Leather had most likely fascinated me from a very young age. Whether it was in the form of straps, belts or bags. Once I had been seen, sitting in a corner, putting my grandmother's shopping bag over my head. As an explanation I could only stammer: "Because it smells so good!" In 1950, the year of shortages, granny stowed the hard-earned purchases in this very bag on the way back from Hanover in a crowded train, wedged it between her feet and held the handles tightly. She probably dozed off. When she got off the train in Bückeburg, she only had the cut off handles in her hand. I mourned this first leather garment for a long time. It was still far from pants and for a hood several sizes too big. But it enveloped my head in pleasant darkness once the zipper was pulled tight.
From the age of 12 to 24, short leather trousers were probably my most worn garment. From 24 to 32, there was an absolutely leatherless gap. Then my interest was reawakened at the sight of a pair of Bavarian knee-length traditional trousers. Probably in 1976, or at the latest the following year, I put together my first long leather trousers instead of shorts on an old Singer.
The machine had already served my wife's grandmother faithfully. It took
part in several moves within Salzburg as a VIP piece of furniture. At the beginning of the seventies, we sent it to a competent craftsman for a health check. He readjusted the symmetry between
the lower and upper threads and assured us that otherwise the machine was robust enough to survive another fifty years just "singing". However, the
time for large-scale sewing was over. My wife and my mother-in-law preferred to buy ready-made blouses, skirts and dresses. They did smaller repairs by hand with sewing thread. Nolens volens, the
Singer went into early retirement. But not for long. I engaged the pensioner for my projects.
The four parts of a pair of ripped Levis jeans (US size 32 / length 36) were transferred onto paper. Over the course of a few years, the template was used to cut one pair of black trousers each from buffalo, goat, horse (the only one in wine-red), and two from cow hide. The crowning glory of my production was a jumpsuit, actually an over-nothing, also made of cow skin. The leather thickness was between1.3 and 1.5 mm, typical for motorbike clothing. All the hides came from a dealer in Vienna's Bäckerstrasse. At that time, one could choose in peace, recognisable by the fact that the salesman served a Turkish coffee between spreading out two skins.
In two falls with the motorbike, the trousers protected against extensive skin abrasions. In addition to this legitimisation of wearing leather clothing in public, a harmonising impulse came from the rock scene with its performers. I remember Rod Stewart wearing black leather at many of his band's performances, sometimes so skin-tight and with almost belly-dance-like body swings that it would probably be offensive today. Fortunately, hippie-era Eivissa was similarly permissive to progressive California – black leather was often seen. The apprentice in a motorbike workshop who serviced my 75 cc Derbi every three months wore adorable ragged leather trousers. The leather was too thin for his work with sharp edges. We had the same stature. Today I regret that I didn't give him one of my trousers.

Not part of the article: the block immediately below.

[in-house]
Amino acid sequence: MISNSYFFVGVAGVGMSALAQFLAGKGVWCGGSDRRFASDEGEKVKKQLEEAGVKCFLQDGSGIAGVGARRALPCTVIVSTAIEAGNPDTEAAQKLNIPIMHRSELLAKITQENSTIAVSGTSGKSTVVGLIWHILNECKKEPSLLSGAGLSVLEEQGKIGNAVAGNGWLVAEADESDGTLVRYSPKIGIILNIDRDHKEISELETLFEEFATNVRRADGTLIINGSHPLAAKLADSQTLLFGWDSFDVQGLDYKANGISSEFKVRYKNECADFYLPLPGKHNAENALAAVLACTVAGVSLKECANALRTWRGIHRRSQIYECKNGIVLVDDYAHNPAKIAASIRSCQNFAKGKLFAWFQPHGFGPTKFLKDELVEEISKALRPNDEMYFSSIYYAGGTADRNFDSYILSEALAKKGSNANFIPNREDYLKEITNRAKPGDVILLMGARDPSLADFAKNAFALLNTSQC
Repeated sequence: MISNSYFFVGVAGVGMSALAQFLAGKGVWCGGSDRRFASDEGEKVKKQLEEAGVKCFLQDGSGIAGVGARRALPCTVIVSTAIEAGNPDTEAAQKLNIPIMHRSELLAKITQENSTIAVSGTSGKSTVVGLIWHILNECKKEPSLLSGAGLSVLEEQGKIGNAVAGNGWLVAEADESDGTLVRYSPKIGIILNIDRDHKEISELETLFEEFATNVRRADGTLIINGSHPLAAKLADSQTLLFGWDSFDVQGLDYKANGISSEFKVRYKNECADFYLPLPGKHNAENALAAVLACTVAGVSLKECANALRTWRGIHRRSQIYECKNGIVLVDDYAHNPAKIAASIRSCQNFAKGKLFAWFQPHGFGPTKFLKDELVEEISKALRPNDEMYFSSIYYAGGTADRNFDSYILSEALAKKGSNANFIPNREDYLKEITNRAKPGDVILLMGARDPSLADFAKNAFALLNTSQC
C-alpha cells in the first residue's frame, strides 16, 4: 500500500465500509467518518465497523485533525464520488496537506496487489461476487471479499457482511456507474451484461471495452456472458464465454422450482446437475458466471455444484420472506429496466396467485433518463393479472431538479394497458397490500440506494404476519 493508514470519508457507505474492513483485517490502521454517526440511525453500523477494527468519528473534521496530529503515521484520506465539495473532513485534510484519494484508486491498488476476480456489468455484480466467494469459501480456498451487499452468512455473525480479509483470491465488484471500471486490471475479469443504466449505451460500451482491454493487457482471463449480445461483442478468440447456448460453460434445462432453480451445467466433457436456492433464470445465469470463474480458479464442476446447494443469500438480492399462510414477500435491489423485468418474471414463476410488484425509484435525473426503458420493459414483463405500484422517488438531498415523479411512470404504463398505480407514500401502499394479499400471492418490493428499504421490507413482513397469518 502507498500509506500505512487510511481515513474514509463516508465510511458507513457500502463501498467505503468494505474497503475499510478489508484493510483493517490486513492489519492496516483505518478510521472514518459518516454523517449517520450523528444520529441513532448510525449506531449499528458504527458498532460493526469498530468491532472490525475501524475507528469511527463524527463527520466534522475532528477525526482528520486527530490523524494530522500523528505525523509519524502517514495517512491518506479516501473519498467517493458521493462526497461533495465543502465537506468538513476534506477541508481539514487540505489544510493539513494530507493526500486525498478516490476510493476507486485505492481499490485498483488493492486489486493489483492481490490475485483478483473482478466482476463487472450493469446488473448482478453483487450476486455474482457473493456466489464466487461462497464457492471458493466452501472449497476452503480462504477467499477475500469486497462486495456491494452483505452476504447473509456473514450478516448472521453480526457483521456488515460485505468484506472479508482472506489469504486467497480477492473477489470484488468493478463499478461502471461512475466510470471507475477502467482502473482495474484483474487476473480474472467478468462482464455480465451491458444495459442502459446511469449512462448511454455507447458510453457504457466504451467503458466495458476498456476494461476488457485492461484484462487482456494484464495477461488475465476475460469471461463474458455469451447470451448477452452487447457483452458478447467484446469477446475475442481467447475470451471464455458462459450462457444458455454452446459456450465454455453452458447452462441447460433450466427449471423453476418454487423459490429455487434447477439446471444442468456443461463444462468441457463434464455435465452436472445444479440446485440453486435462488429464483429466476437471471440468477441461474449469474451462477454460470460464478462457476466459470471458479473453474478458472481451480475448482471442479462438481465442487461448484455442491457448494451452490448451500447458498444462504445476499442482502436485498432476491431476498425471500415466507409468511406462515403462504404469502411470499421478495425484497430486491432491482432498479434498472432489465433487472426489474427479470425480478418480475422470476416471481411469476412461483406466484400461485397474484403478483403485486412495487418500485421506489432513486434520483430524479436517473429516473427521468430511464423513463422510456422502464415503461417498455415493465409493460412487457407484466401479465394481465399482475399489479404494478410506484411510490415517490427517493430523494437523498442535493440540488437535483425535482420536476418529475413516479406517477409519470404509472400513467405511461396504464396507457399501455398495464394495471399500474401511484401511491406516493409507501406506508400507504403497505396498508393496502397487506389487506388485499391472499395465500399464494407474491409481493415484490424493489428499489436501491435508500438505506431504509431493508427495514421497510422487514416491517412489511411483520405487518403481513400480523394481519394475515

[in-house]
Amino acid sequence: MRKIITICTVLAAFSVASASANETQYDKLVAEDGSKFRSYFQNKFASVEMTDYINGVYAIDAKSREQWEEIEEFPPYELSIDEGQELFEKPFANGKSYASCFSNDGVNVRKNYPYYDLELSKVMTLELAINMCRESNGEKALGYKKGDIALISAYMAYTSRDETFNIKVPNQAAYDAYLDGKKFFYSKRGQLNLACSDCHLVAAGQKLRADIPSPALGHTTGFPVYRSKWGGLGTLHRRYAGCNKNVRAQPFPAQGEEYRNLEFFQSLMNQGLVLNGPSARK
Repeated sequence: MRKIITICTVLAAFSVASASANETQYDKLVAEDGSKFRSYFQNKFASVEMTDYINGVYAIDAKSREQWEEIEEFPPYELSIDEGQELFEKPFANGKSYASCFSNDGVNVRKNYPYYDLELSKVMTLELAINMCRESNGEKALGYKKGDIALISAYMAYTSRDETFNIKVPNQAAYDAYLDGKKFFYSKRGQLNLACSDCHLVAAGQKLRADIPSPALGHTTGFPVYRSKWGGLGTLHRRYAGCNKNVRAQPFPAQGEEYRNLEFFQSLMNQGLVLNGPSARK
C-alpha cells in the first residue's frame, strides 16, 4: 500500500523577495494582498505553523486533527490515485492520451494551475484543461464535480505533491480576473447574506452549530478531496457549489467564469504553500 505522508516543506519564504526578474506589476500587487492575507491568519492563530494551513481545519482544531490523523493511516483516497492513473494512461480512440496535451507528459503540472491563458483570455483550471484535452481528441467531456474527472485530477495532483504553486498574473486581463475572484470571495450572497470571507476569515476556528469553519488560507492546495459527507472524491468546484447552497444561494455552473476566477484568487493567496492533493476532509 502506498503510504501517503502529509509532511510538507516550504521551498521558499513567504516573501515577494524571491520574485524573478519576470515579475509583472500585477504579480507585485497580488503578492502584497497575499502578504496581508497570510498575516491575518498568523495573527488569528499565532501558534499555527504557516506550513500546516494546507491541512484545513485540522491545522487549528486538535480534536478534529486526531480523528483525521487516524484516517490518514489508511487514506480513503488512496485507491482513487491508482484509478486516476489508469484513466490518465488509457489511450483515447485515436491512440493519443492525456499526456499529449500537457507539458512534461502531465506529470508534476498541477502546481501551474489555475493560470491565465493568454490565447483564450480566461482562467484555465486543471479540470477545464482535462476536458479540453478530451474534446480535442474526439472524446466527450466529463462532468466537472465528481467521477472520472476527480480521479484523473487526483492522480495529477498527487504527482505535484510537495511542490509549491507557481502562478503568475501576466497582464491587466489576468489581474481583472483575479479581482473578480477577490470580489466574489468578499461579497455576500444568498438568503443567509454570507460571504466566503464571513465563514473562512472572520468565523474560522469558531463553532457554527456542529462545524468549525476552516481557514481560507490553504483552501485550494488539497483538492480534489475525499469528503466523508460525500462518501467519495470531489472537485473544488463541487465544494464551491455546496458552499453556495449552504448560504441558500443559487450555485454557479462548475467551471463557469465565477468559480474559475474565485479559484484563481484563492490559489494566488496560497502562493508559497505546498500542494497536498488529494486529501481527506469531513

Appearing dressed in leather is
an important theme of my SECRET LIVES photo
collection. After my retirement, I had enough leisure to digitise the pictures taken with fine-grained film material. Of the original production of leather trousers, only the oldest made of
buffalo and the second oldest made of cow have survived. Newly added in 2008 is a pair of trousers made of red padded leather, 2.5 mm thick, a fantastically warm garment in
One can still see the appreciation for lederhosen,
both short and long, among members of local costume clubs, for example. They are worn mainly on Sundays and feast days when going to church or in matters of traditions. But they are also popular
for weekend drinking parties, where lederhosen claim their place as a kind of uniform, especially in Bavarian and Austrian breweries and beer houses. Recently, there have been hopeful signs that
at least the knee-length version is being worn more often in everyday life again. On the other hand, black shiny leather probably has little future at the moment, at least not in public life.
Even cyclists and motorcycle fans hardly seem to be attracted to leather, preferring cheap plastic clothing.
Incidentally, useful things have been made from leather scraps: Cases, pouches, identity card and protective covers for electronic devices and, last but not least, a meditation hood that provides complete darkness for the eyes. It is a narrative extra in the novels Diana and Billy and also has a permanent place in the associated videos listed in Meditative Bondage.